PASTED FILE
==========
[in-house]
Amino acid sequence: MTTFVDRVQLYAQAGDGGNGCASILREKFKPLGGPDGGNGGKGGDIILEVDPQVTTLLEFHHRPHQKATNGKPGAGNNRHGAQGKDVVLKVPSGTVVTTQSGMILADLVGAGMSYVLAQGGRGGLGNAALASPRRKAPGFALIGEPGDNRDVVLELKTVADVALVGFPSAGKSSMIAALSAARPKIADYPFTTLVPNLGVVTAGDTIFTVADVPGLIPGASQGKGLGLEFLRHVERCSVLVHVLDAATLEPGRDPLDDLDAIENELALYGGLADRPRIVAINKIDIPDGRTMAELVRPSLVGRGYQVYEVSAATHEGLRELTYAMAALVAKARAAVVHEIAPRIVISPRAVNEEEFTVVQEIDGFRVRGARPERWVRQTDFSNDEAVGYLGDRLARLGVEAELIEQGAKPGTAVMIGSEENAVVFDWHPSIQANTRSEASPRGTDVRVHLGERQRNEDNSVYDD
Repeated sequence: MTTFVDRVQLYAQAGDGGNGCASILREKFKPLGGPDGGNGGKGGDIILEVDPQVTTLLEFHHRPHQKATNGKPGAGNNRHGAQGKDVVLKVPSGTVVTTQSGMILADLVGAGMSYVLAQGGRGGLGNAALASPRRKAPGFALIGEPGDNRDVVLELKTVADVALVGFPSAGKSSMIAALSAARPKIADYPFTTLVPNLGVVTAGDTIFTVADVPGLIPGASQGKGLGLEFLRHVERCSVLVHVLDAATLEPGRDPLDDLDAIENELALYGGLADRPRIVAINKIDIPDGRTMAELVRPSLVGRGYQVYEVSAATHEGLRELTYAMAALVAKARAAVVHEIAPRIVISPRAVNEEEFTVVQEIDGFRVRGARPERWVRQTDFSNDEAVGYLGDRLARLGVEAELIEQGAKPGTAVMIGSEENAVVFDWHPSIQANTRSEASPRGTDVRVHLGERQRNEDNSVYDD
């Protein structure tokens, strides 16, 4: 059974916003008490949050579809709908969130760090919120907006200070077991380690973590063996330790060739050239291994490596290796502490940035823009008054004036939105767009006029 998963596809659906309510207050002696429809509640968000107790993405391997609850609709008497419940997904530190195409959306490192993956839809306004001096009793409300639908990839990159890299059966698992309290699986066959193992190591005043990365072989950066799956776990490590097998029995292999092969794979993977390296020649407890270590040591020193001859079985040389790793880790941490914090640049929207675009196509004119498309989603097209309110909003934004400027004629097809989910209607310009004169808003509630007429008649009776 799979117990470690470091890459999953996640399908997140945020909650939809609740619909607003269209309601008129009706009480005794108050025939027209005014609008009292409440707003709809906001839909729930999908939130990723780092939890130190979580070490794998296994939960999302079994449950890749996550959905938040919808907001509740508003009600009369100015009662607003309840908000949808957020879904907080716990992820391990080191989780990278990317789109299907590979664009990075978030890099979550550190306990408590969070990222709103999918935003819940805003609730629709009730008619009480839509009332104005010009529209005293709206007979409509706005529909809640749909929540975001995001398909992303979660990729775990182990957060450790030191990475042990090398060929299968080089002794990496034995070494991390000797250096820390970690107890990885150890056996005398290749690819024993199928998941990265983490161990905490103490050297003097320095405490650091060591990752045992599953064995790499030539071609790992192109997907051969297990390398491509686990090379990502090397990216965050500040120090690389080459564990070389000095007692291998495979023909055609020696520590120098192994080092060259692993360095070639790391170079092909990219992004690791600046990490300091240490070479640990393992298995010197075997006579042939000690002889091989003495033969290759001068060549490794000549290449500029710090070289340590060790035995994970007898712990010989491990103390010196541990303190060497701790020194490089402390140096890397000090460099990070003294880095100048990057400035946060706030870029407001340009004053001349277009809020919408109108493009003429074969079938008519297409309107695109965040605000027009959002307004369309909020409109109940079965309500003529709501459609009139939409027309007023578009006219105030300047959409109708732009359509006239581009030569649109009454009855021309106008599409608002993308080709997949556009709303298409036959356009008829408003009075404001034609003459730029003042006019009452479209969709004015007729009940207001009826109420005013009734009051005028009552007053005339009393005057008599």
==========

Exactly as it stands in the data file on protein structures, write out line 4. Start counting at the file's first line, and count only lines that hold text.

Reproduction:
């Protein structure tokens, strides 16, 4: 059974916003008490949050579809709908969130760090919120907006200070077991380690973590063996330790060739050239291994490596290796502490940035823009008054004036939105767009006029 998963596809659906309510207050002696429809509640968000107790993405391997609850609709008497419940997904530190195409959306490192993956839809306004001096009793409300639908990839990159890299059966698992309290699986066959193992190591005043990365072989950066799956776990490590097998029995292999092969794979993977390296020649407890270590040591020193001859079985040389790793880790941490914090640049929207675009196509004119498309989603097209309110909003934004400027004629097809989910209607310009004169808003509630007429008649009776 799979117990470690470091890459999953996640399908997140945020909650939809609740619909607003269209309601008129009706009480005794108050025939027209005014609008009292409440707003709809906001839909729930999908939130990723780092939890130190979580070490794998296994939960999302079994449950890749996550959905938040919808907001509740508003009600009369100015009662607003309840908000949808957020879904907080716990992820391990080191989780990278990317789109299907590979664009990075978030890099979550550190306990408590969070990222709103999918935003819940805003609730629709009730008619009480839509009332104005010009529209005293709206007979409509706005529909809640749909929540975001995001398909992303979660990729775990182990957060450790030191990475042990090398060929299968080089002794990496034995070494991390000797250096820390970690107890990885150890056996005398290749690819024993199928998941990265983490161990905490103490050297003097320095405490650091060591990752045992599953064995790499030539071609790992192109997907051969297990390398491509686990090379990502090397990216965050500040120090690389080459564990070389000095007692291998495979023909055609020696520590120098192994080092060259692993360095070639790391170079092909990219992004690791600046990490300091240490070479640990393992298995010197075997006579042939000690002889091989003495033969290759001068060549490794000549290449500029710090070289340590060790035995994970007898712990010989491990103390010196541990303190060497701790020194490089402390140096890397000090460099990070003294880095100048990057400035946060706030870029407001340009004053001349277009809020919408109108493009003429074969079938008519297409309107695109965040605000027009959002307004369309909020409109109940079965309500003529709501459609009139939409027309007023578009006219105030300047959409109708732009359509006239581009030569649109009454009855021309106008599409608002993308080709997949556009709303298409036959356009008829408003009075404001034609003459730029003042006019009452479209969709004015007729009940207001009826109420005013009734009051005028009552007053005339009393005057008599």